The History of Garrison Colonials

What makes this country great? Among other things, our heritage. And the preservation of our building heritage is no exception. Today we often wonder how styles came to be popularized and what their origins were.


With Boston’s rich history we are celebrating this July by looking at the Paul Revere house in Boston’s North End- a national historic landmark. It is downtown Boston’s oldest building and one of the few remaining 17th-century dwellings in a large urban area in the United States.


The original style of the home is a garrison colonial- two stories with the second story overhanging in the front. The traditional ornamentation can be four carved drops (pineapple, strawberry or acorn shape) below the overhang. Historically the term garrison means 1) a group of soldiers; 2) a defensive structure; 3) the location of a group of soldiers is assigned such as garrison house or garrison town. “The term garrison refers to the military or defensive character of a house,” but not as heavily built as blockhouses that came before. “Garrisons, or fortified houses, were built in almost all New England towns and they were particularly common in the frontier towns of Maine and New Hampshire…Like an ordinary house in plan and appearance, garrisons were used in times of peace as one-family dwellings but were strongly built and capable of protecting a number of families in times of danger”, like the American Revolution.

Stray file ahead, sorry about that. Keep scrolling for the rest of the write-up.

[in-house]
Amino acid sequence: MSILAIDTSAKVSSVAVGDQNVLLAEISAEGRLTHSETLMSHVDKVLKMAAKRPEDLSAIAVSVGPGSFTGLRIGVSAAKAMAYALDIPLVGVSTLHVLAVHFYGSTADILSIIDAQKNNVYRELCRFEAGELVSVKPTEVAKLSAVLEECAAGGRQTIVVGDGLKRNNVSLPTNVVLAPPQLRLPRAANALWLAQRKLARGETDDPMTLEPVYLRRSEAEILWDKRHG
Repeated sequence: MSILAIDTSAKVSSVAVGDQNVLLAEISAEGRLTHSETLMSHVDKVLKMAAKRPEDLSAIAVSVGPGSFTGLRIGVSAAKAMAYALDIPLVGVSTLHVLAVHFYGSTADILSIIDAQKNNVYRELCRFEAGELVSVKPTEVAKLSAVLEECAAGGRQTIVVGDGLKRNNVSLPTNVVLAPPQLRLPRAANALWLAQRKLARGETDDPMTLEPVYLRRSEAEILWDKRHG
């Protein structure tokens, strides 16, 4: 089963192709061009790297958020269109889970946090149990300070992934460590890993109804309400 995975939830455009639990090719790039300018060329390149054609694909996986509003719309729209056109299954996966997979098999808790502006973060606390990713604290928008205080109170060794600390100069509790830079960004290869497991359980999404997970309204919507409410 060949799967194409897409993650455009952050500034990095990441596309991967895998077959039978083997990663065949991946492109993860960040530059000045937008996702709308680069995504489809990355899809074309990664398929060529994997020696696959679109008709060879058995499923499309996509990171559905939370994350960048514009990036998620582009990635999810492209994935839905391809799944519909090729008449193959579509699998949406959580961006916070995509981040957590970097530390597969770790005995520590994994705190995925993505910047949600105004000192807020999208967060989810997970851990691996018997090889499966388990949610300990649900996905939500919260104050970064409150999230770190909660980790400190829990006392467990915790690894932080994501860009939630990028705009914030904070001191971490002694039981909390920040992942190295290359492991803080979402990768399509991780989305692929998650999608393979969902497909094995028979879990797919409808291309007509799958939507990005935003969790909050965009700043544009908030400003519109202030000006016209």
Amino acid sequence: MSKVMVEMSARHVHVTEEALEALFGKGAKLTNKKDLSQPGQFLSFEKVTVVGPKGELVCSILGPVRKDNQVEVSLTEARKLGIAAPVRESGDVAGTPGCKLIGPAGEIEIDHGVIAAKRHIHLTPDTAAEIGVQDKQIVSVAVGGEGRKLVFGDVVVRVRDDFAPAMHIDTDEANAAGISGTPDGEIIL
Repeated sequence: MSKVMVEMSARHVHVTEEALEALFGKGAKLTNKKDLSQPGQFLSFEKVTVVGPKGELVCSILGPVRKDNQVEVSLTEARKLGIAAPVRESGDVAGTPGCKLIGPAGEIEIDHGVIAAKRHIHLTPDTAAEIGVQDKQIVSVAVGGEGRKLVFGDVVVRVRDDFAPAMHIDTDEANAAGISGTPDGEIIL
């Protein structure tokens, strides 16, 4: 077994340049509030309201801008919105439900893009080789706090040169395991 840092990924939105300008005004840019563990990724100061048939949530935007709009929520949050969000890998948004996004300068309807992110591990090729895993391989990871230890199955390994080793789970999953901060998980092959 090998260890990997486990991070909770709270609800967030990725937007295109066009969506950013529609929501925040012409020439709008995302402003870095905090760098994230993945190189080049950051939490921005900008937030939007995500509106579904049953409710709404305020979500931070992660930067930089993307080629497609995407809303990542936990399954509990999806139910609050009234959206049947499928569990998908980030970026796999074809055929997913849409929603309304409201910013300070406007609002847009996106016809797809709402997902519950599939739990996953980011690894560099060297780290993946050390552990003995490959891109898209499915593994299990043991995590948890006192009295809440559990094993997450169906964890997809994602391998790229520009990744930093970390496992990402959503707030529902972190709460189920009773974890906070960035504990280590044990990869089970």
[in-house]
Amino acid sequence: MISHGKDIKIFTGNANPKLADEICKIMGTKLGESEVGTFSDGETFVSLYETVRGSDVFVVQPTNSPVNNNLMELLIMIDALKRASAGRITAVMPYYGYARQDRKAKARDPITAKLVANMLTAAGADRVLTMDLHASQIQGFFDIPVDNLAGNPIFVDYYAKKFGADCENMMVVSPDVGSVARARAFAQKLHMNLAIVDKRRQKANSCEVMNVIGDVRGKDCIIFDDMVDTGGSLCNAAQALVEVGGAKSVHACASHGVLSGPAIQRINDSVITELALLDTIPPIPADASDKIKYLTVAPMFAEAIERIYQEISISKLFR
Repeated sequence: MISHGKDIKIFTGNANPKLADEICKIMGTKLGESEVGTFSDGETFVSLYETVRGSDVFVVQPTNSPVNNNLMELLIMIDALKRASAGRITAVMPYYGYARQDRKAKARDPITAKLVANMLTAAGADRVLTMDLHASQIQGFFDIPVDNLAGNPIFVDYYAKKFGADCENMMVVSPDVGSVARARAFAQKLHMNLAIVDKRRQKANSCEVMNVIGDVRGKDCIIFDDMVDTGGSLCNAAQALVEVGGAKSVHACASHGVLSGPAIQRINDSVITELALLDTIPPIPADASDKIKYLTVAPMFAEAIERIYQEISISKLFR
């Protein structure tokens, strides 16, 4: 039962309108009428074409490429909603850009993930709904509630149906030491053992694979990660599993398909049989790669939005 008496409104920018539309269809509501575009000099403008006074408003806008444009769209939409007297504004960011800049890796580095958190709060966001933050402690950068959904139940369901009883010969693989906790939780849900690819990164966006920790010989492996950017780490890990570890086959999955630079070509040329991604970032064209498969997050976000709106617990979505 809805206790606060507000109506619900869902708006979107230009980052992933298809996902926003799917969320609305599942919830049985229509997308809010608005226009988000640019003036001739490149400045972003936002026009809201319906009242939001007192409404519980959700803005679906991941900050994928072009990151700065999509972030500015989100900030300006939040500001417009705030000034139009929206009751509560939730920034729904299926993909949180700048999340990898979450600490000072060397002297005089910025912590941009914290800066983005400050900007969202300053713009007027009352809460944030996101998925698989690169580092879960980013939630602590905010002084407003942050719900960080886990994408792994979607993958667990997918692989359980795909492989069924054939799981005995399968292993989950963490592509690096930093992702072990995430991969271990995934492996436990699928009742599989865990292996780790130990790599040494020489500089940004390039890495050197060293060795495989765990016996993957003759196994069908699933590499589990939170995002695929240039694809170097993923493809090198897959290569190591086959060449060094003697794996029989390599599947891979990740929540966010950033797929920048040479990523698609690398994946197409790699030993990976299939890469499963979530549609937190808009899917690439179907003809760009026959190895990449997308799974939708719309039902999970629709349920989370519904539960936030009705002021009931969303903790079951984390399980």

This house went through many iterations and alterations before Revere occupied it and after. Talk about a home with many lives-a remodeler’s dream- the house served over its lifetime as a sailor’s boarding house and immigrant tenement (as shown on the left) before having the ground floor converted to shops that were as varied as a candy store, cigar factory, Italian bank, and vegetable and fruit business (as shown on the right).


Today the garrison colonial continues to be a popular style because of its strong New England architectural roots and for increasing square footage on smaller lot sizes. The overhang can afford 1-3′ more livable square footage upstairs without affecting the setback limitations on the home’s foundation footprint. Garrisons take advantage of the vertical and shear strength of the building frame to provide more floor space. However, over time what is gained by this style home (sq. footage) there has also been something lost in translation which is the ornamentation that helps bring importance to the design detail. It is an unfortunate loss and something that is a sign of the times as developers built at a rapid pace in the last century.​​ Want to learn more about architecture? Read a short case study on how a Wellesley Dutch Colonial home morphed over the years and how we made it right again.


As a tenured builder in the remodeling space, I leave you with an interesting take on buildings and the respect they deserve. The Colonial Society of Massachusetts offers perspective the matter, “And a building is an artifact—a product of the needs, desires, and resources of the man for whom it was built. A building is not, however, a stable artifact. As time passes, needs change, owners sell out or die off, and an old building is altered to suit new purposes. An older building becomes a sort of palimpsest showing, in layers, the evidences of the men who have used it.”


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